Those were very hard bottoms to spot, because they came at the worst moment in the cycle--when plane capacity was expanding while fare wars were breaking out all over the place. The latter is still happening, but the former might be going away. You had to buy the stocks, though, when both fare wars and increased capacity seemed out of control.
Now I am wondering if the same thing is happening with the oil drillers and service stocks. Take the two biggest, Halliburton (HAL - Get Report) , which reported a terrific number Wednesday, and Action Alerts PLUS holding Schlumberger (SLB - Get Report) , which reports Thursday. You could have waited for that excellent HAL quarter, or you could have bought HAL's stock at $49 Wednesday--or even at $33 during the last swoon down to the $30s. We haven't seen SLB's numbers yet, but I bet that $75 price is looking pretty darned good for a bottom with the stock now at $83.
The issue, like the airlines, though, is do you trust management. Halliburton has been bullish too early before--and it didn't work. This time, though, it really walked the walk, with some very good growth in the U.S. and a statement that the U.S. always leads the way.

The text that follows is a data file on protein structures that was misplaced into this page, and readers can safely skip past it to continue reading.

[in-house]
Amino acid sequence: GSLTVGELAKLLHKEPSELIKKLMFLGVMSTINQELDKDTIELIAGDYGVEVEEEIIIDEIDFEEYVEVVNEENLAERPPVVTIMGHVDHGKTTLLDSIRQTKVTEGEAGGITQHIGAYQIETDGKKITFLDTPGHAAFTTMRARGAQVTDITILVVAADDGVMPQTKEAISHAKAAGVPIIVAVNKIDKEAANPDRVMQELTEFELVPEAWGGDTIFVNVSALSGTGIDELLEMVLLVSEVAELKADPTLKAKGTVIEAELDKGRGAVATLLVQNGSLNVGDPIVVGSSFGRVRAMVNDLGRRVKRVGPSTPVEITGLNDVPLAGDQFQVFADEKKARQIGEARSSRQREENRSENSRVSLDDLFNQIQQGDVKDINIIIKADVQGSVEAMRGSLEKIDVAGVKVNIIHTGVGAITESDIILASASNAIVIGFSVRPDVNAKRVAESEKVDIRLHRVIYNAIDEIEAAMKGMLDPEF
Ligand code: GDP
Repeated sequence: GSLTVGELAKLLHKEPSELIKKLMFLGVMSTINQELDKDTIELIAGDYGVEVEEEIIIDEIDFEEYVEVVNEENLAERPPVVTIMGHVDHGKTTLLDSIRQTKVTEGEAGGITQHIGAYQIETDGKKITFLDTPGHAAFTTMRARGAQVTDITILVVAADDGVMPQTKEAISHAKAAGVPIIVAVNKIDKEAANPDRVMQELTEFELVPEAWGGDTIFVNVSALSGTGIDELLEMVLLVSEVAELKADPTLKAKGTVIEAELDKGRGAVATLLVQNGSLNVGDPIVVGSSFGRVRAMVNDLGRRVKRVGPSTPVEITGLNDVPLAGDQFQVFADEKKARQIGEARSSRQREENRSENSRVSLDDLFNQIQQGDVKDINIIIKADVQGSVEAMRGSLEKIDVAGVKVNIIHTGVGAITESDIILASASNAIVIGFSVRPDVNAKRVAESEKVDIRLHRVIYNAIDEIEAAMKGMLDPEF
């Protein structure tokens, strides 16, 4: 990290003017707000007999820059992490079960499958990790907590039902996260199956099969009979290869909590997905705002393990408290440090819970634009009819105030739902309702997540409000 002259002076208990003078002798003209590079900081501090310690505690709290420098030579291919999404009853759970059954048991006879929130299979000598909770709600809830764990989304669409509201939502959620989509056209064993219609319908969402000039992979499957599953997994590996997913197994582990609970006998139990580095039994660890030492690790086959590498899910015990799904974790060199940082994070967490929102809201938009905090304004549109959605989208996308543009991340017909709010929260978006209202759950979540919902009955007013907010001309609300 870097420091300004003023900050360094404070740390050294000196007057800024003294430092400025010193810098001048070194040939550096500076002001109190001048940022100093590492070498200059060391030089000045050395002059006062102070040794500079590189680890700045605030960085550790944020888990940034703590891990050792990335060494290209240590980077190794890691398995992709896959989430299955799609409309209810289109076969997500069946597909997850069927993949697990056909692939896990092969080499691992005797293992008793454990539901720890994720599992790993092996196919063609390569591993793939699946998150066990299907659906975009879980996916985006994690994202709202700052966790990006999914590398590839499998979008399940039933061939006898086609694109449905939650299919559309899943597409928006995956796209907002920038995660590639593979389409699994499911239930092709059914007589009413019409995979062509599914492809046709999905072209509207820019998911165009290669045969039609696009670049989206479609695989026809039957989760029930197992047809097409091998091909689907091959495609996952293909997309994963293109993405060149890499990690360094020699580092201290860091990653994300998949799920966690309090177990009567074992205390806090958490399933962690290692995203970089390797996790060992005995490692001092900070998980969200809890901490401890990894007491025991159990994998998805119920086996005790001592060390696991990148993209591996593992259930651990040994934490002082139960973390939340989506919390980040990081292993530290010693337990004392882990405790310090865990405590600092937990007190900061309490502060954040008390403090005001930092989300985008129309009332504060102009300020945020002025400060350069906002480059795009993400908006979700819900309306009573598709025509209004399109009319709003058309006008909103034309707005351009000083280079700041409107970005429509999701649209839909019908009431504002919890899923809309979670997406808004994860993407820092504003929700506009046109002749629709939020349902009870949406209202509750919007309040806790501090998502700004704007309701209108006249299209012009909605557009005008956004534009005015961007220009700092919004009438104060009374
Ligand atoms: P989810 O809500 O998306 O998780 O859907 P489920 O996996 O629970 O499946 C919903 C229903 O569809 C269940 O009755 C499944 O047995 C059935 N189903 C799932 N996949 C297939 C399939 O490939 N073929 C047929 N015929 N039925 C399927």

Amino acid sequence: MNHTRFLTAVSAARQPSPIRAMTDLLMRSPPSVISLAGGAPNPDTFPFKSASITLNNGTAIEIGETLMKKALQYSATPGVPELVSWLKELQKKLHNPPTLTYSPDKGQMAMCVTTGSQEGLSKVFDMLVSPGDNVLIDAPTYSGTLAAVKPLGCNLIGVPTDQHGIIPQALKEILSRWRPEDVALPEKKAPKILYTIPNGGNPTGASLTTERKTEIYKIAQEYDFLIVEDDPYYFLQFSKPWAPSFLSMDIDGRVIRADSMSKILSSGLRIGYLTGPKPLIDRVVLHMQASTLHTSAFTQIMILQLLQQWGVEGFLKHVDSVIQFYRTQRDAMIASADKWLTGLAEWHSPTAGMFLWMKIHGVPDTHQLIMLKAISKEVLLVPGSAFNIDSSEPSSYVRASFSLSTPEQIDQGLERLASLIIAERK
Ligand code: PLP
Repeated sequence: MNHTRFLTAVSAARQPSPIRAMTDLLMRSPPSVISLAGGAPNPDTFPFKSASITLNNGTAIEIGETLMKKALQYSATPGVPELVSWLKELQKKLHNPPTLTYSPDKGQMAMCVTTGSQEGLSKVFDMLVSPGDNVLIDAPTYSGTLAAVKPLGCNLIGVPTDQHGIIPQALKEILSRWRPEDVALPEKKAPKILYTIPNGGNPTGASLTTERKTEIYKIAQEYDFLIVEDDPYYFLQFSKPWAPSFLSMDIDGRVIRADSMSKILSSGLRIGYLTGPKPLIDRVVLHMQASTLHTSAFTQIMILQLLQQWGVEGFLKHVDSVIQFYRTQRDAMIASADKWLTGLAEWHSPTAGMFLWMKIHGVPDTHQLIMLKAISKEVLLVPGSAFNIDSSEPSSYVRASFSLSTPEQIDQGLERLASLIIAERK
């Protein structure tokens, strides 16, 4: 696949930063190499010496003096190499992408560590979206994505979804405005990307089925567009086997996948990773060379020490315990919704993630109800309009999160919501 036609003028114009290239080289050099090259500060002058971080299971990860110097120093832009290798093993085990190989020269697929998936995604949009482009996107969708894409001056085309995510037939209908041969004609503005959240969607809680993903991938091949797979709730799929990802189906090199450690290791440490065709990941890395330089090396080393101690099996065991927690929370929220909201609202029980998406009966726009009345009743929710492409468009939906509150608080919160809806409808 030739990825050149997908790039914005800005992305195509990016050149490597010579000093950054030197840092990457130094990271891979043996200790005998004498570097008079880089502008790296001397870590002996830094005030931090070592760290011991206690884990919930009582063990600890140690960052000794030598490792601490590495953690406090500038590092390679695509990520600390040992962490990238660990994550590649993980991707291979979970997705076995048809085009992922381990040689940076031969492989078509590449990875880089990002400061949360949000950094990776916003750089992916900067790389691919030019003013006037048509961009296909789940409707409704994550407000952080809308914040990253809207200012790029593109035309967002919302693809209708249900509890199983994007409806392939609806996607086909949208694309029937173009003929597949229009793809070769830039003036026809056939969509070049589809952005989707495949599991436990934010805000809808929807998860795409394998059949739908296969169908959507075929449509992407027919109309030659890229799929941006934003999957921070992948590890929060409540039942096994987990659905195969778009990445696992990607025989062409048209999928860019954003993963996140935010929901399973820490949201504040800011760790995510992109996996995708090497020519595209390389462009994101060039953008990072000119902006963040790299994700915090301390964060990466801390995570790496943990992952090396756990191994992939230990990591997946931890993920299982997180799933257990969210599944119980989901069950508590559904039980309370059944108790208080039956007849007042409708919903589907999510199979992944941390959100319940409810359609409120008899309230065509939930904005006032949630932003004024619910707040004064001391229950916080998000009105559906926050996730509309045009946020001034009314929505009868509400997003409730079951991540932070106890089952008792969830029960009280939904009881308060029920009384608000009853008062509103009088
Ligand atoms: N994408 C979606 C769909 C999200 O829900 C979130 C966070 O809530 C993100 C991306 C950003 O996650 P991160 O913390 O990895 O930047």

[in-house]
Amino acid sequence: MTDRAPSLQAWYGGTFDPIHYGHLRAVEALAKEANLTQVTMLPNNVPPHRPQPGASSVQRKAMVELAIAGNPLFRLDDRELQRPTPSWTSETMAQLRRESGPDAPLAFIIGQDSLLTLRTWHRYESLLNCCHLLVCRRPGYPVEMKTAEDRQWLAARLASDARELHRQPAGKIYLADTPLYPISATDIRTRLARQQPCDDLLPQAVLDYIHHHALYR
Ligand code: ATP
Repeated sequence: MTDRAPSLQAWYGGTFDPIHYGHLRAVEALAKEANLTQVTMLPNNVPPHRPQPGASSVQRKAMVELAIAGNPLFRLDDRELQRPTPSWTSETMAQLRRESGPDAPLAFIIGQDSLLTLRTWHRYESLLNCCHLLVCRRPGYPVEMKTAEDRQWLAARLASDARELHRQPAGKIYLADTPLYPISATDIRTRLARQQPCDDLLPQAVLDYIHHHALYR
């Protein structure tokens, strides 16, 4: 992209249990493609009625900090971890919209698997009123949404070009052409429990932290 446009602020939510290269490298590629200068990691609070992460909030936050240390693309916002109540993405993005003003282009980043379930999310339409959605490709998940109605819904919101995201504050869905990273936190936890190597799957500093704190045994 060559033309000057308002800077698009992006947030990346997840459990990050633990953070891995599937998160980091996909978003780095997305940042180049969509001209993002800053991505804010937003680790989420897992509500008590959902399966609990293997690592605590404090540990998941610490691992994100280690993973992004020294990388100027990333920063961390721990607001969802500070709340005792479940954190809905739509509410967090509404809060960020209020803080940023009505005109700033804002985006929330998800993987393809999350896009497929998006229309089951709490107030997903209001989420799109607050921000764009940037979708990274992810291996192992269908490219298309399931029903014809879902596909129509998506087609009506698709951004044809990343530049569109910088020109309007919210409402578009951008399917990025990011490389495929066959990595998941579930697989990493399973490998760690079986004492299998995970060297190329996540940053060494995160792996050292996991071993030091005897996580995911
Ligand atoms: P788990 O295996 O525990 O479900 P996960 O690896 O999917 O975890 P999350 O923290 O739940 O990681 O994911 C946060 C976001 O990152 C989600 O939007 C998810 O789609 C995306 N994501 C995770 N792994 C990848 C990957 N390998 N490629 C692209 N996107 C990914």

Schlumberger could say the same thing.
So can you just go out and buy them? If you use the airline stocks' example, then the answer is that you are already too late for the real bottom--but you do tend to get a test that takes you about half way back to where the bottom was.
In other words, you missed it. But now you have to wait for a better, but not best, entry point because that entry point has passed.
Now it is true that $50 is looking like the new $40--the old line in the sand for oil.
That's not just because of the November freeze OPEC has announced. It is now looking like there was slightly more demand in October than there was in September.
I think that the way you have to approach this group now is to wait for a price break back to $48 to 49 for oil and then, if you haven't bought, you will get a better chance than now.
One thing is certain, though, the oil service stocks, like the airlines, put in a bottom when things were the worst: no pick up in pricing, meager rig growth and still-massive cuts in big productions around the globe -- which, to be sure, SLB has more exposure to than HAL.
So, if you haven't moved by now, wait.